She then branched out into private travel for couples, families, and parents “who want to take their kids out of their bubbles” — enlarging the niche, but not changing it. She is careful to avoid the temptation of seeking customers who want luxury only, without the social conscience aspect. Callimanopulos describes Elevate’s trips as “safaris for the soul.”
4. They compete on value, not price. Specialists’ sales processes are almost invariably consultative — partly to display their skill to a prospective customer, but also to vet the customer’s suitability for them. Says Sepire’s Steinberg, “You can identify a specialist when on the very first sales call with a prospective client they don’t try to sell anything.” She says those first contacts should be about listening: “Find out what their pain points are, what they are really looking for.” If you try to make price your differentiator, you’ve surrendered your credentials as a specialist.
This means specialists need ways to deal with procurement departments, many of which are designed to encourage price competition and offer little opportunity for potential providers to showcase unique capabilities, especially in the early phases of the procurement process. (Another strong argument for amassing credentials.) Deep industry connections can help the specialist circumnavigate procurement to appeal directly to what Adele Ravella, author of Buyer Personas, calls the “strategic buyer” — the person on whose behalf procurement is working.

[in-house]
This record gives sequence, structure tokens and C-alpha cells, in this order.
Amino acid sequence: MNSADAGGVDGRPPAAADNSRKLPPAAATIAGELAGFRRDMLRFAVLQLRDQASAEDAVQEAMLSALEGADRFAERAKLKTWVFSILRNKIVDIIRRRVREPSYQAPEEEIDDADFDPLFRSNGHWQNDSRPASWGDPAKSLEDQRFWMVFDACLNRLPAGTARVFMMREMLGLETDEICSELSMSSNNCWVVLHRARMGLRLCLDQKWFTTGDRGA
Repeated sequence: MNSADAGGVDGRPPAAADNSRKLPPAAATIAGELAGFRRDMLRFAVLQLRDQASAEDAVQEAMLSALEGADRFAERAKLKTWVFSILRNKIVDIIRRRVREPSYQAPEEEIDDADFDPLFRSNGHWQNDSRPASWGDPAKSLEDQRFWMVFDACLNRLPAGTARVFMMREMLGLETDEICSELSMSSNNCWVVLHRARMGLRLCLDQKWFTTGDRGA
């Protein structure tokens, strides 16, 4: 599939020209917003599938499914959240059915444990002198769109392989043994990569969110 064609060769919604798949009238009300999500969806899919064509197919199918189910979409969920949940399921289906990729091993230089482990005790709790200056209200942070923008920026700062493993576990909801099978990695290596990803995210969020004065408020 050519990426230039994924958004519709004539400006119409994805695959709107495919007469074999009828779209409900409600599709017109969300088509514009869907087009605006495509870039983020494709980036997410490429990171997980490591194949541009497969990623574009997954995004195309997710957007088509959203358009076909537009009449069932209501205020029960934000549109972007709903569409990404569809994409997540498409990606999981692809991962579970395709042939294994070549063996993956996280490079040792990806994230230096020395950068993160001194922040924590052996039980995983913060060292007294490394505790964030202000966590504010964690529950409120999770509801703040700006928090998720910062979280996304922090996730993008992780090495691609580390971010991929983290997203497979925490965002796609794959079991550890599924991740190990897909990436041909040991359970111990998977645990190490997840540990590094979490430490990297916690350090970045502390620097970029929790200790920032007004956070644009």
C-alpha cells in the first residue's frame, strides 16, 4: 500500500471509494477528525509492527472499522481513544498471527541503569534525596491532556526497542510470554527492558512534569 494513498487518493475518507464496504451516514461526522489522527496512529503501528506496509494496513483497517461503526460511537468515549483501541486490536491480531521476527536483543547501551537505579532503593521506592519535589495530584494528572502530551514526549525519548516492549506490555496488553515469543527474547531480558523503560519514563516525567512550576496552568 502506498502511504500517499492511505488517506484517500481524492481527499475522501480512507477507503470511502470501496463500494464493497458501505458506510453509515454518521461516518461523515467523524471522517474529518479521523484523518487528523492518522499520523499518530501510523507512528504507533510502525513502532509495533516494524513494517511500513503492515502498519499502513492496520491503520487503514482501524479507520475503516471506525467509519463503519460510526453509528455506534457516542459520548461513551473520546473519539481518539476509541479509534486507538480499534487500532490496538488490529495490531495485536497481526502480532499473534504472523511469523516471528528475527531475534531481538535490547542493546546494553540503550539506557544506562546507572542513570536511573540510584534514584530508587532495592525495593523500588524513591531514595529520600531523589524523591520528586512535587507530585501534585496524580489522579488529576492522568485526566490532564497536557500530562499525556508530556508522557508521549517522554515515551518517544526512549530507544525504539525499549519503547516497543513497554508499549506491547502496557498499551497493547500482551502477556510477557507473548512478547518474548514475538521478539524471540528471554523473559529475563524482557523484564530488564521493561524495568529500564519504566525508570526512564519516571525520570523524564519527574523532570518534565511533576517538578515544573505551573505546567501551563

5. They seek and leverage the strategic value of partners and collaborators. Focused they may be; lone wolves they are not. All companies participate in business ecosystems — networks of suppliers, distributors, competitors, “frenemies,” and others. Winning specialist companies are particularly adept at creating and keeping mutually beneficial relationships in their ecosystem. Just as physicians refer patients to other doctors they know and trust, focused businesses cultivate relationships with generalists and companies that have complementary skills or occupy complementary markets.
Elevate Destinations has strong relationships with less-specialized travel firms, both getting referrals for its niche capabilities and sending business out that doesn’t suit its model. The company also relies on a strong network of on-the-ground suppliers: lodges, tour guides, and knowledgeable locals who can help Elevate deliver the experiences its clients expect.